Q. Is multiple shorting of ground planes a good practice?

A. Yes, especially if high frequency traces are referenced to both return planes. Multiple vias will provide multiple paths back to the source. There's another phenomenon to keep in mind. At really high frequencies (above 500 MHz into the GHz region), the power and power return planes can form a cavity resonance and cause radiated emissions. Adding a pattern of stitching capacitors can help break up this resonance. There are also experiments on the use of "lossy" bypass capacitors (high ESR) mounted around the board that serve to damp the resonances. Refer to Lee Ritchey's work for this technique.

Q. How effective is shorting of ground planes ... is direct shorting effective or through 0 ohm passives.

A. As we approach frequencies above 100 MHz, or so, series inductance can become significant. Therefore a classic via would work better than a zero-Ohm resistor, depending on the connecting traces. If you were careful, there may not be that much difference. Zero-Ohm resistors are certainly good for experimentation, but then I'd replace them with vias.

Q. A lot engineers struggle to believe a short PCB trace, which is a fraction of the wavelength, can radiate? How is this possible?

A. The general rule of thumb is that if a trace (or cable) is electrically 1/20th wavelength, or less, then it becomes a very inefficient radiating structure. As the length starts to approach a half-wavelength, then it becomes an efficient antenna. Bruce Archambeault wrote on this topic and I extended the concept by suggesting following up near field measurements with antenna measurements to confirm whether a structure radiates, or not. Remember the velocity factor of epoxy-fiberglass shortens the wavelength.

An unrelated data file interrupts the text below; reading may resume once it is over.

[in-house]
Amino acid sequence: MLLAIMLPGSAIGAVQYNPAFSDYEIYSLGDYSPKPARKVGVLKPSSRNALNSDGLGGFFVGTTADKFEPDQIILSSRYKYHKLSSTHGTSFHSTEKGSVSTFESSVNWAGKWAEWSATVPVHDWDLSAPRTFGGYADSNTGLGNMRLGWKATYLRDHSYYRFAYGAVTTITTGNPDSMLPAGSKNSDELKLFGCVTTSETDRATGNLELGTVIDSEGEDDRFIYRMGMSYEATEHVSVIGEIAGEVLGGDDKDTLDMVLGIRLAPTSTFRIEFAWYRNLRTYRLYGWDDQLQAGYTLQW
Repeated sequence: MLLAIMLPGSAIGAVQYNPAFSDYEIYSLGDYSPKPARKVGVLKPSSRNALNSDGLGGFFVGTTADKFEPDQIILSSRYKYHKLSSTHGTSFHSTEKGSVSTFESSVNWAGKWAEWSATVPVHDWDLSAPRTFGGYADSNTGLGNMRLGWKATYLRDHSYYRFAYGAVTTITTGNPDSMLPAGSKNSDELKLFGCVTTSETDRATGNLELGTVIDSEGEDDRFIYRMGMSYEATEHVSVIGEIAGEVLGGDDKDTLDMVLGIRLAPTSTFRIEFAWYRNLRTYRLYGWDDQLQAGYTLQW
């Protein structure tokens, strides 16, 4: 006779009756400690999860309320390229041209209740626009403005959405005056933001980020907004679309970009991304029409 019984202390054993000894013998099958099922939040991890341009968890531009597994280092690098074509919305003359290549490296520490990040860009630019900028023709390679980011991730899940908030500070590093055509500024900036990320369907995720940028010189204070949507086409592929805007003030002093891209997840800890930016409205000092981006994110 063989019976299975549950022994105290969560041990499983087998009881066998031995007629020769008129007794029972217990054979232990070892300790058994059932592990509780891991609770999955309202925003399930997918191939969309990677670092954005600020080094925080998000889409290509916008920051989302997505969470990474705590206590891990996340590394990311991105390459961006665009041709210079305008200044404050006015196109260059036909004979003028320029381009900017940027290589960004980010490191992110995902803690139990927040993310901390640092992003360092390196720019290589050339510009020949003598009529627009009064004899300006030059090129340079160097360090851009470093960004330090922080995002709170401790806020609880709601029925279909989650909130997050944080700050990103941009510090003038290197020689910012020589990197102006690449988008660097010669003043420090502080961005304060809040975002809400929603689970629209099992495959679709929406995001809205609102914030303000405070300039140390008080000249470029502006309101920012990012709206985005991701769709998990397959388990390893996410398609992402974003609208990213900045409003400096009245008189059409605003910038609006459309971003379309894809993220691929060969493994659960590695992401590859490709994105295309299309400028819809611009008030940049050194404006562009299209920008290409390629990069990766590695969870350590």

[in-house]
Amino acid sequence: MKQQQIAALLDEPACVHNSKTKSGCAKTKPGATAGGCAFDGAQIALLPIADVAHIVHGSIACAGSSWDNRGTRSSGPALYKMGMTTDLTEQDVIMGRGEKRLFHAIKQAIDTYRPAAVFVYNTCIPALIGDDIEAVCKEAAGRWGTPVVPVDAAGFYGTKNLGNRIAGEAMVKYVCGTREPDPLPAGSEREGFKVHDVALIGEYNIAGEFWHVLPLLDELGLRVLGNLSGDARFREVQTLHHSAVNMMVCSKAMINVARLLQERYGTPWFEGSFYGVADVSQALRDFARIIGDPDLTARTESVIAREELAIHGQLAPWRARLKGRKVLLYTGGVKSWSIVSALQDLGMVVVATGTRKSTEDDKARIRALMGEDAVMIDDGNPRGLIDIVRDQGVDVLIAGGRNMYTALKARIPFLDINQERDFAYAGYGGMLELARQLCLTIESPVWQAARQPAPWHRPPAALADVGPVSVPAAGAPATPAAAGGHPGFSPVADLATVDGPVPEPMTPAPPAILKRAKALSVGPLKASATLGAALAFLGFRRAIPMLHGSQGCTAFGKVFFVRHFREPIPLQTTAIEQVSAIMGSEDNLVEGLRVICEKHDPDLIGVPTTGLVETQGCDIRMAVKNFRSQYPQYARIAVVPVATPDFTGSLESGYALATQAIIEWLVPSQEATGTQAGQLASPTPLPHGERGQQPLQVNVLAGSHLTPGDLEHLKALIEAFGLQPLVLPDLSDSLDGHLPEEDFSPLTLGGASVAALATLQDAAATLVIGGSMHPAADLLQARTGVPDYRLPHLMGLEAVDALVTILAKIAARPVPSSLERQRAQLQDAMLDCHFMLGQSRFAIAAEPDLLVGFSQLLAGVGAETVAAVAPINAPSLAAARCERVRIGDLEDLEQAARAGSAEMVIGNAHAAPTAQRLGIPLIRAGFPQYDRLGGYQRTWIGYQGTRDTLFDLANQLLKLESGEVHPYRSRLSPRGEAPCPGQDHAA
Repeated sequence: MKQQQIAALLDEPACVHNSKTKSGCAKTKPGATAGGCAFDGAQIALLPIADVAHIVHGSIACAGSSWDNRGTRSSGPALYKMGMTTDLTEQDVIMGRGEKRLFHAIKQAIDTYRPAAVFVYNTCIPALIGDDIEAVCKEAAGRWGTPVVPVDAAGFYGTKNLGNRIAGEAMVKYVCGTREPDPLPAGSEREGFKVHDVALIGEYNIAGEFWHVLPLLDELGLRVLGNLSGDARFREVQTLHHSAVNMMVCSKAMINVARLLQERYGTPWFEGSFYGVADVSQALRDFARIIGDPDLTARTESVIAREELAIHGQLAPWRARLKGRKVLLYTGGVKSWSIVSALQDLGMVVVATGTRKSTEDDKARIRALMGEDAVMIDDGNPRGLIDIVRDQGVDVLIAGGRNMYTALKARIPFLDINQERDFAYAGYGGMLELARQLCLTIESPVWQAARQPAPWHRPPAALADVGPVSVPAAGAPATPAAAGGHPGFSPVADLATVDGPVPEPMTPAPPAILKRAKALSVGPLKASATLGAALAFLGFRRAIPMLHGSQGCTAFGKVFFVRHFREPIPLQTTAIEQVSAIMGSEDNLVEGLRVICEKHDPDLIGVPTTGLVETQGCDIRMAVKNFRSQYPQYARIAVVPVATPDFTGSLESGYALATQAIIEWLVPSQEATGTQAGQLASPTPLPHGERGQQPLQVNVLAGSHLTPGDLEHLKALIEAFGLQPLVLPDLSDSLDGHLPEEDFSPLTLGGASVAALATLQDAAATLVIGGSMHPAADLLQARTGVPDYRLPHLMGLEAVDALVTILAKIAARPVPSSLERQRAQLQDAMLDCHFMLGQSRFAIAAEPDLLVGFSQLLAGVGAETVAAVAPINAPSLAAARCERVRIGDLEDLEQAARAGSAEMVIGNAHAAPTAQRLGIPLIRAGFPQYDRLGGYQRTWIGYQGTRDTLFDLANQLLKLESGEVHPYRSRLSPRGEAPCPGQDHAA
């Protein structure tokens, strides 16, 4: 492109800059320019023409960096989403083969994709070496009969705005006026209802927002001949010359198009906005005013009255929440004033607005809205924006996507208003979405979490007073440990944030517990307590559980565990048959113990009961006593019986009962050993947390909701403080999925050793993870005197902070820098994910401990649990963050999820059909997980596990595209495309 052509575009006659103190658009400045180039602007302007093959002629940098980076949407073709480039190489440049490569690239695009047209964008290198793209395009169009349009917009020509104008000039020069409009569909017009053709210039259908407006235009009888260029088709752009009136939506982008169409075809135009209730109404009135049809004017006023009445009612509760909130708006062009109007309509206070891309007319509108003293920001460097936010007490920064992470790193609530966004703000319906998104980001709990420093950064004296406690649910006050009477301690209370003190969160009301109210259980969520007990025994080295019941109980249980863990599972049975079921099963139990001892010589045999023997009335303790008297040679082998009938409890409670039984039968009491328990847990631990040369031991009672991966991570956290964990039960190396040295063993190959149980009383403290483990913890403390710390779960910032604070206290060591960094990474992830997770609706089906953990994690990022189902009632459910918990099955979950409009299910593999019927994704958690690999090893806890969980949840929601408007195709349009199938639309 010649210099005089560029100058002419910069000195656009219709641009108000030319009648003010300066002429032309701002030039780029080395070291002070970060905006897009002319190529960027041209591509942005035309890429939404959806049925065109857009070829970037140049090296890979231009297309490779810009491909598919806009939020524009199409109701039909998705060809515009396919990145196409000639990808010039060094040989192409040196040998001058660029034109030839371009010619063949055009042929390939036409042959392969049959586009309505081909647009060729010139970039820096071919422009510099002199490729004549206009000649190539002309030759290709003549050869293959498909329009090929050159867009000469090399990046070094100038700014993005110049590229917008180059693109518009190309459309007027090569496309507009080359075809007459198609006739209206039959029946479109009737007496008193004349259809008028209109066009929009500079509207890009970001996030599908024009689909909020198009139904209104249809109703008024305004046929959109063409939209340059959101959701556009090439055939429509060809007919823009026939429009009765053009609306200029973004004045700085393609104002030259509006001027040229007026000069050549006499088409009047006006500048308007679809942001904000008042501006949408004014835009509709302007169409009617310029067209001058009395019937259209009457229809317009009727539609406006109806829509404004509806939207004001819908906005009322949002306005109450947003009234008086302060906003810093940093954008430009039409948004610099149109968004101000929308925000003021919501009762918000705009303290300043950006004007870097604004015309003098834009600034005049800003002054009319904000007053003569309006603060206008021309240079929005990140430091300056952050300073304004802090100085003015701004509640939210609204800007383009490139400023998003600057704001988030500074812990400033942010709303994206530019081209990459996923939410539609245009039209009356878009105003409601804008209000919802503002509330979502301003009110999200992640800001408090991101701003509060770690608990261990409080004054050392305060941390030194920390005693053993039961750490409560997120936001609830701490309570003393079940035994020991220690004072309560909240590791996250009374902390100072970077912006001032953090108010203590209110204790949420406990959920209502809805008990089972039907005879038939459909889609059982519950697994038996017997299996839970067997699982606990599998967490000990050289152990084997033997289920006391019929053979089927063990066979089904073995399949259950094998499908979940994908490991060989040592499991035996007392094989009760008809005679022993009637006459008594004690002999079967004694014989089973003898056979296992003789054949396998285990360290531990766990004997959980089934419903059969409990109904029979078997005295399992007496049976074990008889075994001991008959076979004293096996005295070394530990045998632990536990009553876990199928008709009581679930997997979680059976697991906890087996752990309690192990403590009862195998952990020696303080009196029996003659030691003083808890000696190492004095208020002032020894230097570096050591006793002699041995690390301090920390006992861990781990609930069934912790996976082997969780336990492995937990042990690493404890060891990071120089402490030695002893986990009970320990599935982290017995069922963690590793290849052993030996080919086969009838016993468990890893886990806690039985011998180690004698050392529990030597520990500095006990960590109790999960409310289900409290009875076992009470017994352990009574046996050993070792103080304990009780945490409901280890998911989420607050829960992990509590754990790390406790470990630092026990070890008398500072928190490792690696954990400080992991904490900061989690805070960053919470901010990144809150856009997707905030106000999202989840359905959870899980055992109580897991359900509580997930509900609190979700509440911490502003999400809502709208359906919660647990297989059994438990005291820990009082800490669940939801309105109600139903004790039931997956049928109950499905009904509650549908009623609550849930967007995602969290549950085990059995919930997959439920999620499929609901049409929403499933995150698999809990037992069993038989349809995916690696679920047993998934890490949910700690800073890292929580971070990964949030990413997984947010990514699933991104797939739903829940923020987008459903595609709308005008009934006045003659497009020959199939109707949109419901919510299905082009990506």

Q. On a multi layer board what is the best location for the ground plane layer?

A. This is one of those "it depends" questions. You can do either. Keep in mind that above all it is very important to keep the power and power/signal return planes closely spaced together in order to provide some built-in high frequency bypassing. In fact, 3-4 mils (for example, 3M's "C-Ply" material) will provide an excellent high frequency built-in bypass capacitance. So, keeping that in mind, this "power/ground" sandwich may be located anywhere. You can even use multiple P/G sandwiches in a board design. Some designers also like to design their boards with extra return layers on the top and bottom, along with a continuous via stitching in order to form a Faraday shield around the entire circuitry. This can reduce board emissions significantly. By how much? It depends(!), but I've seen reductions up to 18 dB!